Security Makes Crummy Case for Windows 7 MigrationAugust 18, 2010
On August 10, Microsoft Corp. (Nasdaq: MSFT) issued its biggest-ever set of “Patch Tuesday” security bulletins and fixes. Redmond posted 14 new bulletins, in addition to the bulletin posted August 2 after another vulnerability became public.
The good news is that only one of the potential vulnerabilities — nine of which were considered critical in nature — was public knowledge before Microsoft released the fixes. But there’s something interesting about the nature of the vulnerabilities announced in August’s 15 alerts: The majority of them affected nearly all of the currently supported desktop and server operating systems from Microsoft, including Windows 7.
That would be the same Windows 7 that Microsoft has been doggedly trying to convince business users to move to because of its improved security. But it turns out that Windows 7 isn’t all that much more secure than Windows XP and may even be less secure than the most up-to-date service pack of Windows Vista.
Among the 13 security bulletins that applied to Microsoft’s currently supported operating systems, 11 affected all of Microsoft’s supported versions of Windows, including Windows 7. One was restricted to Windows XP and Windows Server 2003 — a flaw in the MP3 audio codec that could be exploited to remotely execute code. Another, a flaw in Windows Movie Maker, was limited to XP and Vista.
To be fair, Windows 7 has had fewer critical vulnerabilities reported since its release than Windows XP. And one of the vulnerabilities out of the roughly three dozen uncovered in this batch was caused by a legacy codec for support of Windows CinePak video. But at the same time, the widespread nature of the other vulnerabilities demonstrates just how little some of the core pieces of Windows have changed since XP.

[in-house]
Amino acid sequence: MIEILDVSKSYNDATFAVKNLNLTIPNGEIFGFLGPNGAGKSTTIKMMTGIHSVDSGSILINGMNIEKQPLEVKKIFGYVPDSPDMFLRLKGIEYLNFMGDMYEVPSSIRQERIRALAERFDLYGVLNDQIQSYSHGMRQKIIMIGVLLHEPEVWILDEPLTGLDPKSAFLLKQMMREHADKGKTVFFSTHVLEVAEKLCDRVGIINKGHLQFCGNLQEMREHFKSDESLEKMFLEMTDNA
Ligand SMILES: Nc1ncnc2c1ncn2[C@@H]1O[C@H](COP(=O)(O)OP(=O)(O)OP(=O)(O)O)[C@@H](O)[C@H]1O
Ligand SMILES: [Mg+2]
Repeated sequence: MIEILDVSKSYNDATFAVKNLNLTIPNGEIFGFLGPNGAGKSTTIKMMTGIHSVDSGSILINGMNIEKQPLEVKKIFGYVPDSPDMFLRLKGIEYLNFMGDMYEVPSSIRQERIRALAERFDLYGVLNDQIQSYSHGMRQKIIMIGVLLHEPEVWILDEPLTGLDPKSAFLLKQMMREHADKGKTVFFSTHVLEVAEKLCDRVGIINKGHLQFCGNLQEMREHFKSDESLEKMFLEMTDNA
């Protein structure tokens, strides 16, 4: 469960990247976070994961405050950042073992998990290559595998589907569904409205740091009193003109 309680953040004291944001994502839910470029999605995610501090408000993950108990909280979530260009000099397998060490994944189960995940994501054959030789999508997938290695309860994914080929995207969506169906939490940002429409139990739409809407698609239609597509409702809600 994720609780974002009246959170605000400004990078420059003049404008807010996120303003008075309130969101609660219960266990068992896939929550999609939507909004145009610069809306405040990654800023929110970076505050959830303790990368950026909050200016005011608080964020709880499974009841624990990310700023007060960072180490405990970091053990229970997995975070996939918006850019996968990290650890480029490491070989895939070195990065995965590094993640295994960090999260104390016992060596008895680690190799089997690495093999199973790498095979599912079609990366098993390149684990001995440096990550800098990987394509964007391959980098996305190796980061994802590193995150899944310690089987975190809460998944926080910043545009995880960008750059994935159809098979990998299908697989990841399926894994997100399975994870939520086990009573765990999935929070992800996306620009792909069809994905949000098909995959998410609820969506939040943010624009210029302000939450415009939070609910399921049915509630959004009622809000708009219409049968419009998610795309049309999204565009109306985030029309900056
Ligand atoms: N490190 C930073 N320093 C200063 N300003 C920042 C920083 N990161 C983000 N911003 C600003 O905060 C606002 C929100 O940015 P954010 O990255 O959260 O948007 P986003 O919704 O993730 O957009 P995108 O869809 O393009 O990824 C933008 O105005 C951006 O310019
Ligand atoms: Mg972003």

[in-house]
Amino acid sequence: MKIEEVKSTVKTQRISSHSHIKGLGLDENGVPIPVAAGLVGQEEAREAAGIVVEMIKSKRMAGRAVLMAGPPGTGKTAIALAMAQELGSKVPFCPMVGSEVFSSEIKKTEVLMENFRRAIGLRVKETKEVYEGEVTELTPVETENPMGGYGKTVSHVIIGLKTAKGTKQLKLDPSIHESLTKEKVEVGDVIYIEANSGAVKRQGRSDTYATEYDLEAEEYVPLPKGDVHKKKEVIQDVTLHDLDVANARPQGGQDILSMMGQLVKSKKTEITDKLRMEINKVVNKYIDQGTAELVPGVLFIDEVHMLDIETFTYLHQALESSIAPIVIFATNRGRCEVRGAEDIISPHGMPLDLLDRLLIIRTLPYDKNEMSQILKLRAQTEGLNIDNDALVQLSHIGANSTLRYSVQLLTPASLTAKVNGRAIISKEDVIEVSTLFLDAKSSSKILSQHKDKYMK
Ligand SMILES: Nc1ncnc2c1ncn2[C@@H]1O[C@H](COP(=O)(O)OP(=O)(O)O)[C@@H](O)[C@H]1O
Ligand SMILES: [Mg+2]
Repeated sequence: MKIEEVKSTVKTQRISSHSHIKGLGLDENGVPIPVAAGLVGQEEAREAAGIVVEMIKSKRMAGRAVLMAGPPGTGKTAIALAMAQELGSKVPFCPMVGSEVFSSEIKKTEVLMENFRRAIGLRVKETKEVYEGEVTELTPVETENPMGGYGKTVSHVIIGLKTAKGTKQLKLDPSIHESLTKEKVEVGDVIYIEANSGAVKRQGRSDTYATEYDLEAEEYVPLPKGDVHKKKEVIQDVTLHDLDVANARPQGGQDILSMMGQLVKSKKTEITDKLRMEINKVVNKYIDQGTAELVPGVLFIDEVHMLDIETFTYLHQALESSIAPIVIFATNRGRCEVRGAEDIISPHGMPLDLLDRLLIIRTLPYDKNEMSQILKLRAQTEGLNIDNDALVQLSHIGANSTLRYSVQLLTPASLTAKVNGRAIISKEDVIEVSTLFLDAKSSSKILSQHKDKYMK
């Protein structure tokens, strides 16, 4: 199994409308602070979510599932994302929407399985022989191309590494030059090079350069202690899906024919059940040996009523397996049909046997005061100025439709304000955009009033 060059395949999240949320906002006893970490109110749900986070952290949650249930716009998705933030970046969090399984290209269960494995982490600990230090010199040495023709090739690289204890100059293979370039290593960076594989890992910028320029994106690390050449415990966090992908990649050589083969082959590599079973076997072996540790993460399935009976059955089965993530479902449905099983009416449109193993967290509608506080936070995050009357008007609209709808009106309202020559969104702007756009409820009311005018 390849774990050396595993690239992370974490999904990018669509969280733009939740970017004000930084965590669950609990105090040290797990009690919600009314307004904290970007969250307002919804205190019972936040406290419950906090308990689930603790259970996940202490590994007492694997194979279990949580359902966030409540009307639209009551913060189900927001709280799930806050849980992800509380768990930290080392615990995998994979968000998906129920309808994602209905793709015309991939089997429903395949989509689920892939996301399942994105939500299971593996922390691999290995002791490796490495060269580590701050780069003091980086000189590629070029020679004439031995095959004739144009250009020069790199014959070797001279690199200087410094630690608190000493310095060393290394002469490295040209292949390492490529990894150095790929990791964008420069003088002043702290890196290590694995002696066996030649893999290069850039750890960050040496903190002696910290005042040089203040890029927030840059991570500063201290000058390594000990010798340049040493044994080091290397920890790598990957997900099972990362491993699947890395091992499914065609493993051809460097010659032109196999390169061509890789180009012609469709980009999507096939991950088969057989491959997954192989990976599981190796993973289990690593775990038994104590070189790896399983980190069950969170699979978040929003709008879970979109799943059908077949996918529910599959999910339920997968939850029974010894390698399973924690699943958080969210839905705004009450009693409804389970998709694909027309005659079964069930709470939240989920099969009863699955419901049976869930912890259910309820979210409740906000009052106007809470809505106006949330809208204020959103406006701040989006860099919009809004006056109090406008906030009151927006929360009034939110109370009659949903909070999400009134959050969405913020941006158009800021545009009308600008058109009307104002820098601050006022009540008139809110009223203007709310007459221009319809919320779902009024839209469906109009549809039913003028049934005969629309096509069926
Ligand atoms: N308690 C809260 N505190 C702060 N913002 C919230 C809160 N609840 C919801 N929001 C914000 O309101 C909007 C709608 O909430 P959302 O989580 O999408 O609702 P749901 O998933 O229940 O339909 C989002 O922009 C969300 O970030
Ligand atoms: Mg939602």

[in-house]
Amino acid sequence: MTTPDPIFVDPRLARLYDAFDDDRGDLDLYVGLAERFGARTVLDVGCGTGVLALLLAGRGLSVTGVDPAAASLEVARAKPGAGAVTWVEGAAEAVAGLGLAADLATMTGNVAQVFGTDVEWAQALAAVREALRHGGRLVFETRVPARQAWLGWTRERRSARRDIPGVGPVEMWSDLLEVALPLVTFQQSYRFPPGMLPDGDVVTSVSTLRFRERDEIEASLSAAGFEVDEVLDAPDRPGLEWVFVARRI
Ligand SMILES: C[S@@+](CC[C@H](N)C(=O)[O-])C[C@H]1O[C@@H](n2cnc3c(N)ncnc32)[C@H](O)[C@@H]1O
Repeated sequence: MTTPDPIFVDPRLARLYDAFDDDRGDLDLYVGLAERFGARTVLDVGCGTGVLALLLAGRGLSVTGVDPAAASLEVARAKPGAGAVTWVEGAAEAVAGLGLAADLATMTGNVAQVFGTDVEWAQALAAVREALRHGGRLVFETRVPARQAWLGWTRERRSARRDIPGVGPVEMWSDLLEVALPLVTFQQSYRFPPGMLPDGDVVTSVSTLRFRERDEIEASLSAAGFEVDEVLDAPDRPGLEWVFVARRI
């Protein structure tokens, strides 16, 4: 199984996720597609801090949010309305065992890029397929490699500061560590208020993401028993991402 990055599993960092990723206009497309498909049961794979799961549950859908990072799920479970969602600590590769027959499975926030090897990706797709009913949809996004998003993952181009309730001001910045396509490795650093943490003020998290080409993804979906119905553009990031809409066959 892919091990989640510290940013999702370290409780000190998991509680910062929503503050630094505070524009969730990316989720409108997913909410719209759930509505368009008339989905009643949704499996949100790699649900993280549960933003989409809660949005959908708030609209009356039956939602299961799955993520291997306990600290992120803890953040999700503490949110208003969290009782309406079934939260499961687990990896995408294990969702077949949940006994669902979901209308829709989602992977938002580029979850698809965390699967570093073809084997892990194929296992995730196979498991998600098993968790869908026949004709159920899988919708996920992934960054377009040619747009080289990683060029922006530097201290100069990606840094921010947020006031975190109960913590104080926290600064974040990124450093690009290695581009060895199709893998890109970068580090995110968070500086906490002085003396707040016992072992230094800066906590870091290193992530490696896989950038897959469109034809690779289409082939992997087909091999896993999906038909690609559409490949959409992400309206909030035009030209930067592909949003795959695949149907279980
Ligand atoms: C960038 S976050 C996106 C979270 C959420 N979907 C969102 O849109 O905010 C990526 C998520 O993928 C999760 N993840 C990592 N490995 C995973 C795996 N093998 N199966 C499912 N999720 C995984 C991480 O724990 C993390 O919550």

There’s not yet a lot of overall security data for Windows 7 to go on. But Microsoft’s last Security Intelligence Report, based on data ending in December 2009, found that the malware infection rate for systems running Windows 7 was actually higher than that of systems running Windows Vista SP2 — 2.8 systems per thousand executions of Microsoft’s Malicious Software Removal Tool, versus 2.2. But Windows 7’s rate of infection was lower than Windows XP Service Pack 3 by a bit more than half.
As with all statistics, there are underlying realities that are masked by these figures. The installed base of Windows XP is much larger, and the systems have been exposed to “the wild” for much longer, in general, than any system running Windows 7. So the probability of them being exposed to malicious software would be much higher.
There are a lot of good reasons to look at moving to Windows 7. But there are just as many reasons most businesses are still running Windows XP. The cost of migration, compatibility issues with some software, and the investment made in user and support staff training on an operating system add significantly more to the total cost of ownership that goes with upgrading to a new Windows version than a 0.4 percent difference in detected system infections.
And when the vulnerabilities being found in the new operating system are the same ones being found in operating systems that have been getting beaten on by users and hackers for almost a decade, that prompts the question: Exactly how much additional security do you get for the cost of having to upgrade, not just your operating system, but potentially many of your enterprise applications as well?
Personally, I’m using Windows 7 for productivity reasons (and because it came installed on my newer systems). But I don’t have any illusions of it being any more secure on its own than XP or Vista — unless by “more secure,” you mean “fewer system crashes."